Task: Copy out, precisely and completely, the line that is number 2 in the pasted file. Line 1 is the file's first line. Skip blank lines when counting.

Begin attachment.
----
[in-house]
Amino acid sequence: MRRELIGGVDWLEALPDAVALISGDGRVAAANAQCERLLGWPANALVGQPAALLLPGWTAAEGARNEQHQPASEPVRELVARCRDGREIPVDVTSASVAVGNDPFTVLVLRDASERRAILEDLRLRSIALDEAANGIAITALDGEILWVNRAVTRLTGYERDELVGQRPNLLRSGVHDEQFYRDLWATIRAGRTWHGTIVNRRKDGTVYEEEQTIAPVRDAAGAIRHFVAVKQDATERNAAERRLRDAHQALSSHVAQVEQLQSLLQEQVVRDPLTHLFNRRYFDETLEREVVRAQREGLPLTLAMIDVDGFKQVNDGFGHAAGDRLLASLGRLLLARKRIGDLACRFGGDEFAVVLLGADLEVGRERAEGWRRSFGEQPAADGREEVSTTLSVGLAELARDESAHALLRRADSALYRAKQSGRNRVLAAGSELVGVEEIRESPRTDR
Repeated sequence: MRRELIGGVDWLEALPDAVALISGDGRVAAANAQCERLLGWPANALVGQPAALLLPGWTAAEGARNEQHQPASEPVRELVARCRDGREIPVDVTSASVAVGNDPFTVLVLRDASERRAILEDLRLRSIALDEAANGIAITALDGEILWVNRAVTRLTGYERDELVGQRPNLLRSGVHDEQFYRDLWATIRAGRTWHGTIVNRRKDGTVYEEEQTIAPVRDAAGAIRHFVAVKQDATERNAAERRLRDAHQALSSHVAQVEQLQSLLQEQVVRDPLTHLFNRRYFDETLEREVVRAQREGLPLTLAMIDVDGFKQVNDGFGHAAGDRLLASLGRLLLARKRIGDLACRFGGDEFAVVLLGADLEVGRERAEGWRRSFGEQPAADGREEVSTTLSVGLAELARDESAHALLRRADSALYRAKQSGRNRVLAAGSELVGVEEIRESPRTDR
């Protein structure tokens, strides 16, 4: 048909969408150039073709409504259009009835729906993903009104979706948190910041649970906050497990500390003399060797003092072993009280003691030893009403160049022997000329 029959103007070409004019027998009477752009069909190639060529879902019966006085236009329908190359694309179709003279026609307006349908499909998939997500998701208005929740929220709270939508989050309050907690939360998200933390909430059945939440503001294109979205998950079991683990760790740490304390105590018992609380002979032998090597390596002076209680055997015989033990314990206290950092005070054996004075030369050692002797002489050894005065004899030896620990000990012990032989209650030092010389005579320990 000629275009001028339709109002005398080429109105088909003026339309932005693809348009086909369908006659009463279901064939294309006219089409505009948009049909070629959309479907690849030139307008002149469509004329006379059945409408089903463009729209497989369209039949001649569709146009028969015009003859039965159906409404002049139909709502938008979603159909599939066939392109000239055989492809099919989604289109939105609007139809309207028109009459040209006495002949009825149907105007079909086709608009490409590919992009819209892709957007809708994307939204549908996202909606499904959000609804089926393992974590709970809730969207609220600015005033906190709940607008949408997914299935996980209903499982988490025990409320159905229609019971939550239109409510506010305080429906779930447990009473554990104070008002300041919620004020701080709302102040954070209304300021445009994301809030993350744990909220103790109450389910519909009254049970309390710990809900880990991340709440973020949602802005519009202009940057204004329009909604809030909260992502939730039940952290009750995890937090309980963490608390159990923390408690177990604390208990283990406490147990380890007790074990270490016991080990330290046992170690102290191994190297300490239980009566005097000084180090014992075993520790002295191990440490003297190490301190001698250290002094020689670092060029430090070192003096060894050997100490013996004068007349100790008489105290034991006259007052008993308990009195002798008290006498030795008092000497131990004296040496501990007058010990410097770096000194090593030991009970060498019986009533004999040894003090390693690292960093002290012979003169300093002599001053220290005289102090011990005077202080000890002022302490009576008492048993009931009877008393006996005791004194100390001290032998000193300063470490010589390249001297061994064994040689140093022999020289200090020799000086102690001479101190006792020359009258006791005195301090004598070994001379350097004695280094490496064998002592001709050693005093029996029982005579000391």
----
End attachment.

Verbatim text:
Amino acid sequence: MRRELIGGVDWLEALPDAVALISGDGRVAAANAQCERLLGWPANALVGQPAALLLPGWTAAEGARNEQHQPASEPVRELVARCRDGREIPVDVTSASVAVGNDPFTVLVLRDASERRAILEDLRLRSIALDEAANGIAITALDGEILWVNRAVTRLTGYERDELVGQRPNLLRSGVHDEQFYRDLWATIRAGRTWHGTIVNRRKDGTVYEEEQTIAPVRDAAGAIRHFVAVKQDATERNAAERRLRDAHQALSSHVAQVEQLQSLLQEQVVRDPLTHLFNRRYFDETLEREVVRAQREGLPLTLAMIDVDGFKQVNDGFGHAAGDRLLASLGRLLLARKRIGDLACRFGGDEFAVVLLGADLEVGRERAEGWRRSFGEQPAADGREEVSTTLSVGLAELARDESAHALLRRADSALYRAKQSGRNRVLAAGSELVGVEEIRESPRTDR